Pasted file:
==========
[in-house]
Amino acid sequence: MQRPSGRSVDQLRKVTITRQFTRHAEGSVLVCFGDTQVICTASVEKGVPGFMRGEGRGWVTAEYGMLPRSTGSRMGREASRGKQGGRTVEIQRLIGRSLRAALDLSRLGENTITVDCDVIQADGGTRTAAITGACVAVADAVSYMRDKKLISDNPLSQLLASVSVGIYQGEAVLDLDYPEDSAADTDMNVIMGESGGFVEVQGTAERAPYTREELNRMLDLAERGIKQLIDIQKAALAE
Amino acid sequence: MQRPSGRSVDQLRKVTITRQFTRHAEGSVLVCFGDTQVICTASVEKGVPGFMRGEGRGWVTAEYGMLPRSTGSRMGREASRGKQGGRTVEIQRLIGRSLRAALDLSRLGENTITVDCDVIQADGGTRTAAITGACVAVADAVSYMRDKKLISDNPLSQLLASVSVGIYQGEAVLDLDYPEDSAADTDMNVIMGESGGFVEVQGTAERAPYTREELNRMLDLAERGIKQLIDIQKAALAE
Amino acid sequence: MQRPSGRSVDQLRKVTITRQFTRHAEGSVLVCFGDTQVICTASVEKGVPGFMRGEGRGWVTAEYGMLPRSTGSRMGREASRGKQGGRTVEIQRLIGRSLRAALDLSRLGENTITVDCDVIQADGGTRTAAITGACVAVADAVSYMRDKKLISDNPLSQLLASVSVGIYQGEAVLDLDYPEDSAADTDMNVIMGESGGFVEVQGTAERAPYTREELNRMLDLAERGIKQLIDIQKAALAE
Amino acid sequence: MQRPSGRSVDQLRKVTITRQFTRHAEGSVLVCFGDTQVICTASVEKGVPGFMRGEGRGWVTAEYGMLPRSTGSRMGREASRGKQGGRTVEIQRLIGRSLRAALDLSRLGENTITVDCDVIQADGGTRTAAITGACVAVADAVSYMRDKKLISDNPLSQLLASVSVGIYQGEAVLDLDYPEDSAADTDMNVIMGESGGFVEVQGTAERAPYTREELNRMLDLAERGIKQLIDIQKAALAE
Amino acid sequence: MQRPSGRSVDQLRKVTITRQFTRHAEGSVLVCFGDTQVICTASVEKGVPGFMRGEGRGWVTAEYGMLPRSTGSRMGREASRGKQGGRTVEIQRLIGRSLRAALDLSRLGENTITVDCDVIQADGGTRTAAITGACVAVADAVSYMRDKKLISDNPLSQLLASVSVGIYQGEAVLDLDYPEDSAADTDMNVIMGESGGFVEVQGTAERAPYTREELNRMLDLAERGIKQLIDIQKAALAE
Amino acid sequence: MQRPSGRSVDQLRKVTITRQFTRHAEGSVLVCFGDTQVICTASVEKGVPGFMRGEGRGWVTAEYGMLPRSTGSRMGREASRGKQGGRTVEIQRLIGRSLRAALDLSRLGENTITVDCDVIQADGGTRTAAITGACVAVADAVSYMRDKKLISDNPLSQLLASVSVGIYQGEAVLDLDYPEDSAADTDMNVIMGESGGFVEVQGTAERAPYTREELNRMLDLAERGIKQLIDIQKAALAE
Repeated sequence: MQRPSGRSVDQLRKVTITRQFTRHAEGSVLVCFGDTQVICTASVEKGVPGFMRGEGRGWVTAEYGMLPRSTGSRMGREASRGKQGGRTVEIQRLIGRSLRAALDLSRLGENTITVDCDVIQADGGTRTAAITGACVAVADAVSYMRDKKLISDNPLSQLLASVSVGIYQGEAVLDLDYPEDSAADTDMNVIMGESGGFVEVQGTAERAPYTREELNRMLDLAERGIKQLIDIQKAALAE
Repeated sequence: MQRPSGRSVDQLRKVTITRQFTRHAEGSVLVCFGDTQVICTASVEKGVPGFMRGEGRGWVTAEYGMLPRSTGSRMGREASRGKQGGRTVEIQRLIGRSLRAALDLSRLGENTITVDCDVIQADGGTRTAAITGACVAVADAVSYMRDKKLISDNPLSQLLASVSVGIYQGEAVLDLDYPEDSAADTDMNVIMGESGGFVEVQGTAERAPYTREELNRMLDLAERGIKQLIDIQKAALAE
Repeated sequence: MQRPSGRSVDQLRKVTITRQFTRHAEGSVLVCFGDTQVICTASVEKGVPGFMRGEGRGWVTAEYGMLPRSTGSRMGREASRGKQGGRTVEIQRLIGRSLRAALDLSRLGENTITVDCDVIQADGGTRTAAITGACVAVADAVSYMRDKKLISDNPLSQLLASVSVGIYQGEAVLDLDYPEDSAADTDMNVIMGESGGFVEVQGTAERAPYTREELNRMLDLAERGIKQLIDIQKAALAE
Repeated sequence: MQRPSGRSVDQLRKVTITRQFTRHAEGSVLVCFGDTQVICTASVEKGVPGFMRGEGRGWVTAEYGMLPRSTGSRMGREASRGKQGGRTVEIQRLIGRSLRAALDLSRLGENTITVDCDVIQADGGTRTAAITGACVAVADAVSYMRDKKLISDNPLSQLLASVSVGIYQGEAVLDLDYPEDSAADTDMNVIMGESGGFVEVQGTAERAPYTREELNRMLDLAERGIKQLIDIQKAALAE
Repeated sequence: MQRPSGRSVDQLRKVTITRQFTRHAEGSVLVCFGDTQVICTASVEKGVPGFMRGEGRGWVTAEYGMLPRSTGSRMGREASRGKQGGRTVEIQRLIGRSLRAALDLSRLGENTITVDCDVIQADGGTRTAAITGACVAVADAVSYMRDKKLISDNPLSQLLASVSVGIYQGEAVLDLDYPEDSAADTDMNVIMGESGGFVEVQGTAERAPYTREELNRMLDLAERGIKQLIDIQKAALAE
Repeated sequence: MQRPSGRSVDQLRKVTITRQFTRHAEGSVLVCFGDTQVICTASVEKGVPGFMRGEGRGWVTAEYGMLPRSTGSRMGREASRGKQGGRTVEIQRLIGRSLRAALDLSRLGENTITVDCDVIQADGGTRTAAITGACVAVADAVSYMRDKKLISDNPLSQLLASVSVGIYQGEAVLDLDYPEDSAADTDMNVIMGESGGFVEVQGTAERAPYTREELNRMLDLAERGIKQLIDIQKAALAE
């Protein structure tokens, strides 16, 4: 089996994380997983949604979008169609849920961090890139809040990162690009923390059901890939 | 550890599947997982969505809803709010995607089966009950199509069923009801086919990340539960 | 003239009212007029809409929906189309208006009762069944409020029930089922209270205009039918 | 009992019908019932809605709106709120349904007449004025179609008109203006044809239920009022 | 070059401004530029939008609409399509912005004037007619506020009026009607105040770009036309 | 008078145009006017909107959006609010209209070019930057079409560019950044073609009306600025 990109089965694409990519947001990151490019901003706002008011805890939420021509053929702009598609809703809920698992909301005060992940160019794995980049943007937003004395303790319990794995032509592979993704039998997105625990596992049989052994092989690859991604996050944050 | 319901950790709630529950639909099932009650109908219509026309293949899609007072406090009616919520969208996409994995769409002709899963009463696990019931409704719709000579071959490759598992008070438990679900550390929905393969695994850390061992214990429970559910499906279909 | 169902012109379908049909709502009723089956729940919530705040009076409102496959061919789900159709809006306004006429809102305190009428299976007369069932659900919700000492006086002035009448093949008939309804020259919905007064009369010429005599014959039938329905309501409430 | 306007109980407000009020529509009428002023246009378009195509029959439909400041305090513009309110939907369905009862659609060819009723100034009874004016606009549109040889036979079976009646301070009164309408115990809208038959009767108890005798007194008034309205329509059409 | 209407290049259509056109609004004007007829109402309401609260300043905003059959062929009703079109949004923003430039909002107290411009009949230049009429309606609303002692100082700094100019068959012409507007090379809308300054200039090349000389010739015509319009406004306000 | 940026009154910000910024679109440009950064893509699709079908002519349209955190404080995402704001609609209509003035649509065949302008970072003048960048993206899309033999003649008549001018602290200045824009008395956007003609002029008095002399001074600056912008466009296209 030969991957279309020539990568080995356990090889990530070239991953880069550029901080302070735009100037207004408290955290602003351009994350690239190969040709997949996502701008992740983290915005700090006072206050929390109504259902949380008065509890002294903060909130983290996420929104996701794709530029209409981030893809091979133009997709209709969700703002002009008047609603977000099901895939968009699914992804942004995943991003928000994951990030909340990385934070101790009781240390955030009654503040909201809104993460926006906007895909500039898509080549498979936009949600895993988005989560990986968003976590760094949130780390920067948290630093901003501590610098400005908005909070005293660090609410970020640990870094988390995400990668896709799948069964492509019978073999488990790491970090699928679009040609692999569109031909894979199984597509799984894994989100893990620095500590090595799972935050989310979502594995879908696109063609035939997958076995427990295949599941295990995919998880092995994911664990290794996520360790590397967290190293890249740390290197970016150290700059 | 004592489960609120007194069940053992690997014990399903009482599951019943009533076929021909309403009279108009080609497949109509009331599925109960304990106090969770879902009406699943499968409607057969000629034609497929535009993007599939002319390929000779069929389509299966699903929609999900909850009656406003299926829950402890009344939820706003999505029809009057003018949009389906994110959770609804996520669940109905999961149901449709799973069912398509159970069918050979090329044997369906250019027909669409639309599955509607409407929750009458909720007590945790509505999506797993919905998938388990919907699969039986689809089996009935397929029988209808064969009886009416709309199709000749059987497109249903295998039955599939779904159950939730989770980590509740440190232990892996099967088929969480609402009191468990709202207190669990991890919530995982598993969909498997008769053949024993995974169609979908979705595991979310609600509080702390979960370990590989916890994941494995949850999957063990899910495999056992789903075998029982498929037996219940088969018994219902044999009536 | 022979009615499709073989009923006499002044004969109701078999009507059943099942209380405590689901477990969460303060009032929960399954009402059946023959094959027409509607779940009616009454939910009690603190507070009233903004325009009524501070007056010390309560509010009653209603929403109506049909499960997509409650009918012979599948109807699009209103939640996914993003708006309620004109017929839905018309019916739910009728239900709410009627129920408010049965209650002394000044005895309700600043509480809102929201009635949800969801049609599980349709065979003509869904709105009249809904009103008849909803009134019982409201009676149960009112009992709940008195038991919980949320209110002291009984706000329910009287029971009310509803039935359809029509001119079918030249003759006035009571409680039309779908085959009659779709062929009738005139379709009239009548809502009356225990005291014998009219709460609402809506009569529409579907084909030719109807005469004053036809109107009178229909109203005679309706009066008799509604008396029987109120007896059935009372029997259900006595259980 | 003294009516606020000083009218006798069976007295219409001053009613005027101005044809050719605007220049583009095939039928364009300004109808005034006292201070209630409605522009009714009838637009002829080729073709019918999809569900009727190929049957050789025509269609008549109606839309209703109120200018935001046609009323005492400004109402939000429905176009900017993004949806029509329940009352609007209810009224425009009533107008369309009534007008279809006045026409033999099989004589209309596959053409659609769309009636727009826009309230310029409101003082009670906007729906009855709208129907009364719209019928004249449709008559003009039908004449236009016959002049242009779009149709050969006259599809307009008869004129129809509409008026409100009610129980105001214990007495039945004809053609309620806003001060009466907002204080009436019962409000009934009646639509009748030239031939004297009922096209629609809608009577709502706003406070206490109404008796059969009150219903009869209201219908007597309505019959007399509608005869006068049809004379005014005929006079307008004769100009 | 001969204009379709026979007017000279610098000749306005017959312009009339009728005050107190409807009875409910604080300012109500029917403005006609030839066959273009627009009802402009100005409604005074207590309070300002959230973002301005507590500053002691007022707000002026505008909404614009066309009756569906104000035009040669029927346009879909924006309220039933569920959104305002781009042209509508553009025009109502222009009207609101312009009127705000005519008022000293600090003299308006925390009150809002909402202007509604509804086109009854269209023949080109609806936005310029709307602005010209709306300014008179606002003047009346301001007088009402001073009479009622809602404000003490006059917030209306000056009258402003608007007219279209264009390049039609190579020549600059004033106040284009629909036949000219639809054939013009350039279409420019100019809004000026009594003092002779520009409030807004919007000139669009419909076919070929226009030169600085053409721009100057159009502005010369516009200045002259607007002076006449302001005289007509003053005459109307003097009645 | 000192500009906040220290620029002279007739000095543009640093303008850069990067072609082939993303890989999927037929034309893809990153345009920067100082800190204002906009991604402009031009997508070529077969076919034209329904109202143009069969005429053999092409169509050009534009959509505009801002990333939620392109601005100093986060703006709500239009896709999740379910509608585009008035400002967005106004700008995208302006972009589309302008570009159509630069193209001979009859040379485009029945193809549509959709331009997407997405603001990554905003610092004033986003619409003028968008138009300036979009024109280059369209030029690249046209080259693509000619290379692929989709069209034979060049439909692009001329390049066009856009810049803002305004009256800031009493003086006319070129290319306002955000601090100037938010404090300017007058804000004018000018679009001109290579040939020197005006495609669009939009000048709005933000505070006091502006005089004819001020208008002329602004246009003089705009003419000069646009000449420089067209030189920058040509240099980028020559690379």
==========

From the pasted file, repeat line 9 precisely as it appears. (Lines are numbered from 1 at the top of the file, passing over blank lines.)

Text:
Repeated sequence: MQRPSGRSVDQLRKVTITRQFTRHAEGSVLVCFGDTQVICTASVEKGVPGFMRGEGRGWVTAEYGMLPRSTGSRMGREASRGKQGGRTVEIQRLIGRSLRAALDLSRLGENTITVDCDVIQADGGTRTAAITGACVAVADAVSYMRDKKLISDNPLSQLLASVSVGIYQGEAVLDLDYPEDSAADTDMNVIMGESGGFVEVQGTAERAPYTREELNRMLDLAERGIKQLIDIQKAALAE